Since we enjoyed 'World Puppetry Day' so much, I find myself being instinctively drawn towards any similar sounding celebration related to the arts! Well today, ie 29th April is World Dance Day and there are number of exciting dance performances around the city of Bangalore to which we are not going. ' then what's the excitement about?' you'd say, throwing up your arms, well, what we have is our tri-weekly dance class (actually the kids are going for it but I am as excited as they are)and we have practiced a lot since the last class which was on Monday. In the western dance segment 5 steps have been taught and the Brat is also learning Bharatnatyam for which she has been taught 2 steps. I have always had a soft corner for dance, the first time I learnt dance was when I was about my mite's age in Calcutta. The class was not very far from the house and sometimes Baba took me for the class and he always treated me to a lollypop on the way back. In those days there used to be those 'chine badam wallas' (roasted groundnut sellers) at street corners who would be stirring vigorously at a mound of groundnuts on a layer of sand in a kadai placed on a makeshift stove...I can still smell the roasting groundnuts and taste them.....Anyhow, getting back to dance. Our teacher was Minoti miss. She was very tall and well built (atleast she appeared so to me) and she taught us Indian dance, not anything classical but a mixture of many styles. Minoti ma'am was organising a dance drama on the story of Ali baba and the forty thieves and she gave us (the youngest group in her school) a chance to perform at Rabindra Sadan by fitting us in as little fairies or hoors in her narrative. That was the only chance that I got to perform at the rabindra Sadan. A beautiful satin ghgra and choli was made for me for the performance it was red in colour (red is my favourite colour) and I spent many happy hours in the afternoon wearing the costume and practicing before the mirror. Thereafter we shifted to Delhi and in class II I joined Odissi classes under Sri Mayadhar Raut. The classes were held at Bharatiya Kala Kendra and was quite a distance from our Mandir Marg home. Amma (my grandmom ) used to go with me in the car and Sachindro dada our resident driver used to take us there. I learnt for a year and got good marks in the exam but I had to discontinue after I was seriously ill with typhiod. Our Guruji was a hard task master and he would always have a cane in his hand and would keep the taal by hitting it on the dias in front of him. Sometimes he would walk about among the dancers and an misplaced foot would get a rap with the cane! Odisi is a very difficult dance form because you have to always be in a half sitting position with your two feet facing in the opposite directions. It was fun, though, and I made friends in dance class. My next stint with dance was when I joined 'Dakhini' after Baba got transferred to Calcutta. I was in class V. At Dakshini which was run by Shubho Guhathakurta a stalwart in the cultural scene, girls were not allowed to attend class in a salwaar kameez because the gentleman considered it to be a dress of an alien (Muslim?) culture!! I remember the first time I went there I was in my favourite salwaar kameez, he points at me as says 'aei shob dress ekhane cholbena' although frocks, skirt blouse were allowed! Since when did skirt blouse and frock become Indian dresses? I wanted to ask grandpa Shubho....but one has to accept such things when one is small and insignificant. In Dakshini I learnt a lot of manipuri dance along with Bharatnatyam. The dance form adopted for dances on rabindrasngeet was an amalgamation of the two forms. Manipuri has two distinct styles one meant for the dancer depicting females and the tandav style for dancers who represent males. The narratives always have tales of Radha and Krishna in it. the costume of the females and males are equally elaborate and distinct.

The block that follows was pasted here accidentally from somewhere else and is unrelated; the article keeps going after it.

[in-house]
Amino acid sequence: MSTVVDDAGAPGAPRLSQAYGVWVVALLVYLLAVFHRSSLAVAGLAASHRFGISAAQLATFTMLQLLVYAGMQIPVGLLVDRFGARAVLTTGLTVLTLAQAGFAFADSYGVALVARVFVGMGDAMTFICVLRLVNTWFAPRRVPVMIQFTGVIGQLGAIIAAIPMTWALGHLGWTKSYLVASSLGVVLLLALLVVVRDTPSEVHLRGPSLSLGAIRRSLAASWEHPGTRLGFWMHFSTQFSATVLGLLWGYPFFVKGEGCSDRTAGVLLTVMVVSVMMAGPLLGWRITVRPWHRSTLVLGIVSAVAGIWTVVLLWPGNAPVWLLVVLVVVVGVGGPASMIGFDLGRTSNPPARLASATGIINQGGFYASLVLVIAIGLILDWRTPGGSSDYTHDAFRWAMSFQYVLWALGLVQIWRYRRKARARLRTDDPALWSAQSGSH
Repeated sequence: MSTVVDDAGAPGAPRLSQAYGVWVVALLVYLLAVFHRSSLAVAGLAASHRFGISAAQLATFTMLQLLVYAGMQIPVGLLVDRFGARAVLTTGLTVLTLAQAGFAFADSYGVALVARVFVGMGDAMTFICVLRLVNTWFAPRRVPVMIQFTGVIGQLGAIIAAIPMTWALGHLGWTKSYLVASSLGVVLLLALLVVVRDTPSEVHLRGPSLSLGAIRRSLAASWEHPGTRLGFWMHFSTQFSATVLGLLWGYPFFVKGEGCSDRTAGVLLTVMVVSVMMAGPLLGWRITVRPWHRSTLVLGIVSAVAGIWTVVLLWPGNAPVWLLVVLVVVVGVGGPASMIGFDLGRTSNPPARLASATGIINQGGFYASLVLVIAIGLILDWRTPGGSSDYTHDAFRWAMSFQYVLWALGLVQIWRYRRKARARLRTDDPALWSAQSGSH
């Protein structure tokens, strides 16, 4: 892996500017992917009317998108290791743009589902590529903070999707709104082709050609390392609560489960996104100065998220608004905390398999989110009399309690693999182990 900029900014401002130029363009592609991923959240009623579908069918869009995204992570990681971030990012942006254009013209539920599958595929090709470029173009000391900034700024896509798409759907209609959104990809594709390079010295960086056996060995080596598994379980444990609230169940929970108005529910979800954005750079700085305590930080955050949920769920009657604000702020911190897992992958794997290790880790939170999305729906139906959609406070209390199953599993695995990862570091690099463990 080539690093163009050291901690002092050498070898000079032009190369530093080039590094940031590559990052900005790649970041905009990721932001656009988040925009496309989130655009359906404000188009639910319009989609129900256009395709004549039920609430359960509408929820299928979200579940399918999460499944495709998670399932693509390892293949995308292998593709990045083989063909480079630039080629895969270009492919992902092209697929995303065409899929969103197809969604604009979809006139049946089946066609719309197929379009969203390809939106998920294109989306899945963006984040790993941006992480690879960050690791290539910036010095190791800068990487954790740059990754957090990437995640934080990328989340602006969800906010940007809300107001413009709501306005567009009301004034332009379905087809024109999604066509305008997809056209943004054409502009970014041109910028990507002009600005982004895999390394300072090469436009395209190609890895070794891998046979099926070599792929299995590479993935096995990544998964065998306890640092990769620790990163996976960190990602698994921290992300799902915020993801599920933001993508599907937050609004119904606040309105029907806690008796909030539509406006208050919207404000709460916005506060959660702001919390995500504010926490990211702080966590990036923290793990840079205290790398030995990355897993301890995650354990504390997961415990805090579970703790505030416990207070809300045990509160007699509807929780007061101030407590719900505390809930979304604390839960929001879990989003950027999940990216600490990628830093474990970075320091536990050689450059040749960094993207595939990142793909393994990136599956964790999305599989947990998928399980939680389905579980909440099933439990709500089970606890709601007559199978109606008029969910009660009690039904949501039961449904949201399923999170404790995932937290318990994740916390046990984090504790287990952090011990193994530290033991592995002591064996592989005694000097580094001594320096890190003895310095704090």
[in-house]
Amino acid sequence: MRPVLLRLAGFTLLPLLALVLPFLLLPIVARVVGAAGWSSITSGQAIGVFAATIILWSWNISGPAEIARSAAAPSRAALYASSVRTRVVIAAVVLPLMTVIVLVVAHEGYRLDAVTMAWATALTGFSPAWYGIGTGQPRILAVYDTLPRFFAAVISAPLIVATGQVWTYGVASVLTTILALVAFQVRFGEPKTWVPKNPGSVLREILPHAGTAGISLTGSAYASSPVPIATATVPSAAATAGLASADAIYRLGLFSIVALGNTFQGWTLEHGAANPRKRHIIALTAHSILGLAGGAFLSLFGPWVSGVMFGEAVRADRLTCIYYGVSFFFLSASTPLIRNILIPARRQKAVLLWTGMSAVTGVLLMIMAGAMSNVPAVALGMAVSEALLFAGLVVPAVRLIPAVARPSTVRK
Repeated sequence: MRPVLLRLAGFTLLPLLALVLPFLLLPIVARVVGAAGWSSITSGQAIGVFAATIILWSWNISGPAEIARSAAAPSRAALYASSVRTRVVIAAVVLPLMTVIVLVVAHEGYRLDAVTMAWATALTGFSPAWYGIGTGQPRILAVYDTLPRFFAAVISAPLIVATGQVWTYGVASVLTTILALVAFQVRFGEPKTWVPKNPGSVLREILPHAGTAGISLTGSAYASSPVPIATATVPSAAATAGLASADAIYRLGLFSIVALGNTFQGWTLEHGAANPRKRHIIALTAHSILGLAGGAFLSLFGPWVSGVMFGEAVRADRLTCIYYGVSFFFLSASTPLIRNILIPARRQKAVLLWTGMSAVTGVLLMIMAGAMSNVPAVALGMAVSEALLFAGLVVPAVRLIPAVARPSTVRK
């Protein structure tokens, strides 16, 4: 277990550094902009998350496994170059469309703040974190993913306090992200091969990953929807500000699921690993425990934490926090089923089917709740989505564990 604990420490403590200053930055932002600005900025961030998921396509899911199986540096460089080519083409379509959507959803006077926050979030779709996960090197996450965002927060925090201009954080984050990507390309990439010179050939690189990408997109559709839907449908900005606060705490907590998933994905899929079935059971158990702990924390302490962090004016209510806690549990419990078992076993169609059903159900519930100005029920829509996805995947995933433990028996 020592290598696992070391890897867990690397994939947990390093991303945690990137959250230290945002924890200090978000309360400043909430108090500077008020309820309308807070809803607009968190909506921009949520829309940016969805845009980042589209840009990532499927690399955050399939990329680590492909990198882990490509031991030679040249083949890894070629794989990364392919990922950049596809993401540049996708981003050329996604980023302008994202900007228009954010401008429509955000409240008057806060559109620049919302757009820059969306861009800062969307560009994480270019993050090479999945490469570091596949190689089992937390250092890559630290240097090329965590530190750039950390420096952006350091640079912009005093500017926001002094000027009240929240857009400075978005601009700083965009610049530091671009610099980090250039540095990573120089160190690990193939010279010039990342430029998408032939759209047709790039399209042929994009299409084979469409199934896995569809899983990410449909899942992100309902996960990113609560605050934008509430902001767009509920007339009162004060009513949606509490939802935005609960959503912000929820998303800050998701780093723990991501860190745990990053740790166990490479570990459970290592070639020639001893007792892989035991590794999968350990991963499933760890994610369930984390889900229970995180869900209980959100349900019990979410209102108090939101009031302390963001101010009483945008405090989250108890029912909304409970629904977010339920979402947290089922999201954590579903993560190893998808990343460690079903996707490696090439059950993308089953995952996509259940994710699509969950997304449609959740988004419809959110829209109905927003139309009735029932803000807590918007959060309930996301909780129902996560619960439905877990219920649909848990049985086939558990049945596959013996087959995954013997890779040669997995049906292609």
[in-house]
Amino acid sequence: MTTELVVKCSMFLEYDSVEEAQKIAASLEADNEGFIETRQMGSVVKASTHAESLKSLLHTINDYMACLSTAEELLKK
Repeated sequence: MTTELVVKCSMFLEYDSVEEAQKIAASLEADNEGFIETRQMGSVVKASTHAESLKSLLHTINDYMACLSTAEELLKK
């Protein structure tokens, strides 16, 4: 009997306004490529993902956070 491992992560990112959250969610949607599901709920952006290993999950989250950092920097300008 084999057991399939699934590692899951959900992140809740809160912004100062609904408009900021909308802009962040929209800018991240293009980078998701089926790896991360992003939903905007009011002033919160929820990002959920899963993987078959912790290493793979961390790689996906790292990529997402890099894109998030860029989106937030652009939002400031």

At school we were taught dance by Mr Bose who was a kind and patient teacher. In class VI I had my first and only opportunity at a stage appearance at school when we were made deers in a performance of a dance drama on Buddha. Thereafter I could not participate too much at school whicjh entailed staying back at school after class.